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Providing information, education, and training to build knowledge, develop skills, and change attitudes that will lead to increased independence, productivity, self determination, integration and inclusion (IPSII) for people with developmental disabilities and their families.

Demand Grows For Adopting Children With Down Syndrome
By Dave Reynolds, Inclusion Daily Express
February 14, 2006

KANSAS CITY, MISSOURI--A story published Sunday by the Associated Press suggested that the number of adoptions of children with disabilities is increasing because of society's growing acceptance and the international trend toward community inclusion rather than institutions.

Robin Steele said that when she and her husband started the Adoption Awareness Program 23 years ago, they helped unite three children with Down syndrome to new parents. Now she helps more than that in a week and has a waiting list of 150 families with an average wait of 6 to 12 months.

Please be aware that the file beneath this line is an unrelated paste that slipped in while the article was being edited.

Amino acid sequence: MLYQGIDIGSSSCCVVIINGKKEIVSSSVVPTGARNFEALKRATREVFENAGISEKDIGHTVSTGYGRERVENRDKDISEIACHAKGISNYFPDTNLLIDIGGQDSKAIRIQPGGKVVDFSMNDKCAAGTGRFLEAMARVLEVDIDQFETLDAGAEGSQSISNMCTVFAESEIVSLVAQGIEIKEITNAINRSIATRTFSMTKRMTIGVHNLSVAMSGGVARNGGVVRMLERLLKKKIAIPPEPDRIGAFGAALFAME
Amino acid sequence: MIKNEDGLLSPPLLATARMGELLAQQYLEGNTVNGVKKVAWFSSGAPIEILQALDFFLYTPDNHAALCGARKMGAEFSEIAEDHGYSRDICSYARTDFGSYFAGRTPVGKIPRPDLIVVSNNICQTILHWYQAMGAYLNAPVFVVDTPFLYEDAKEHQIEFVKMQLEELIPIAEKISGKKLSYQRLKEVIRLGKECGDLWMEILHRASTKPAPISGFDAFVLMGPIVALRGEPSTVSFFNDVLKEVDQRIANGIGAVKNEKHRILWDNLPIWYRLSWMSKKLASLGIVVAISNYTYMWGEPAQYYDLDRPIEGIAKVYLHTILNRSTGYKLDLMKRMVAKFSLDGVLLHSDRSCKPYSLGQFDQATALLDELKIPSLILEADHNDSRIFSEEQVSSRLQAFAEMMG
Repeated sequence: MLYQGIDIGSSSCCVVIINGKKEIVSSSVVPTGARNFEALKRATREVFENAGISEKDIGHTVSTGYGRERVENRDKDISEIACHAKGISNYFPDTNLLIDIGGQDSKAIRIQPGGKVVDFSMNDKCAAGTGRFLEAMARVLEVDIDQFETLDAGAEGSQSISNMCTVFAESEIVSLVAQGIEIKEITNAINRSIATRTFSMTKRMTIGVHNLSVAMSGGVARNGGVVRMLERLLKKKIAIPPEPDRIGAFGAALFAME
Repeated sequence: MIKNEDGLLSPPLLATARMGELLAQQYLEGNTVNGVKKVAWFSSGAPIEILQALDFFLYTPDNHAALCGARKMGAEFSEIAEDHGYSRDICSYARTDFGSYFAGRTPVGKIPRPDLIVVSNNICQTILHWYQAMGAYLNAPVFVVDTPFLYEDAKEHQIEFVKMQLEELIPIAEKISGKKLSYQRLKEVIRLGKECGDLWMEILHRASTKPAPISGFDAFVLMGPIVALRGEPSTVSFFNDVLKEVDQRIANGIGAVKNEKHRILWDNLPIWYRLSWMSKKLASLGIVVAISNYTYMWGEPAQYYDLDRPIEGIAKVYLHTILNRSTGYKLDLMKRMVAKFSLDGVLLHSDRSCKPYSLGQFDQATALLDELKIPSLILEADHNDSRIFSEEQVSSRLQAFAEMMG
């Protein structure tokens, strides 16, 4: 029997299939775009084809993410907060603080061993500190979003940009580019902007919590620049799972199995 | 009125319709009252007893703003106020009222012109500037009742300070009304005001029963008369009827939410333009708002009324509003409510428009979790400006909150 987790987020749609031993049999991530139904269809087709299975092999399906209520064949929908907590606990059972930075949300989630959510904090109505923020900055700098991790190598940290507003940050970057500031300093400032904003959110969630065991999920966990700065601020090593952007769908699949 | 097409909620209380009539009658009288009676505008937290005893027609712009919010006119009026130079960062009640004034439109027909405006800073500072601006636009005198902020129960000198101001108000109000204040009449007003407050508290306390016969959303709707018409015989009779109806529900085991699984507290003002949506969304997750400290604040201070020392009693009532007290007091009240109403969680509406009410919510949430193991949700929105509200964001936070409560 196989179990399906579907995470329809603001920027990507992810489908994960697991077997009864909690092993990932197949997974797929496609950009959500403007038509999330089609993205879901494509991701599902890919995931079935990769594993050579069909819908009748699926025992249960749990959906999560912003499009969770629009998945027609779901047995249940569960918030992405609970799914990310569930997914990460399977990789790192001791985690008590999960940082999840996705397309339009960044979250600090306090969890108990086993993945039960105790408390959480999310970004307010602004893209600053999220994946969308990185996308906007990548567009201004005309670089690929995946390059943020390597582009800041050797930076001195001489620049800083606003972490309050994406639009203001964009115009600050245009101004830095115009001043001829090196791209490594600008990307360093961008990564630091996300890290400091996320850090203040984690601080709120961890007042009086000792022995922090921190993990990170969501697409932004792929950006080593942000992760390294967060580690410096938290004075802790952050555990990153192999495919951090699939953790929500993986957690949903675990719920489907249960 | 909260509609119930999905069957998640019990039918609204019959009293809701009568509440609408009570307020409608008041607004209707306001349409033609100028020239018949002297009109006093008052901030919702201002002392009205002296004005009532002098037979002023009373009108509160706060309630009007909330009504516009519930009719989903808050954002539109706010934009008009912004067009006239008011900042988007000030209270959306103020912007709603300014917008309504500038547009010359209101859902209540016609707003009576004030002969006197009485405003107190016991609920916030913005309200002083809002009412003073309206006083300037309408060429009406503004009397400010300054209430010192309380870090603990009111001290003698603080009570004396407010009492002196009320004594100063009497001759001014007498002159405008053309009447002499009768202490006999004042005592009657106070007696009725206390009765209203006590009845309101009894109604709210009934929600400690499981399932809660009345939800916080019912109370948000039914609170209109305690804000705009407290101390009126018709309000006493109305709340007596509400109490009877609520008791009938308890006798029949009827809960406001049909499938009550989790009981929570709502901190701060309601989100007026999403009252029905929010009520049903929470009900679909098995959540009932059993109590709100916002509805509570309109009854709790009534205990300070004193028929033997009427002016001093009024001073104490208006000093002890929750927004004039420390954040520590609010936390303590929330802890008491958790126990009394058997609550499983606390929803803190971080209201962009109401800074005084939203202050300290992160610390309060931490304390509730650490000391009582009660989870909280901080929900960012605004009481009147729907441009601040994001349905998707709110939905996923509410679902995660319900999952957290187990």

"Society as a whole is much more accepting," said David Tolleson, executive director of the National Down Syndrome Congress in Atlanta. "You are much more likely today to see people with disabilities in the media, places of worship, schools."

"Whereas in a prior generation, mothers were told when they had a baby with Down syndrome or another disability, put the child in an institution and forget about them."

Other factors contributing to the openness are improved medical treatments and early intervention that have radically increased the life expectancy of people with Down syndrome and other disabilities, the article noted.

A study published in March 2002 by the National Center on Birth Defects and Developmental Disabilities at the Centers for Disease Control and Prevention revealed that in 1982 a person with Down syndrome in the United States could expect to live to an average age of 25. By 1997, the average life span had nearly doubled to age 49.

The researchers concluded that the emphasis on community living has lead to improved quality of life and longer life, primarily because people living with families tend to eat better and receive more attention than those in institutions.

"Adoption Of Children With Down Syndrome On Rise" (Associated Press)


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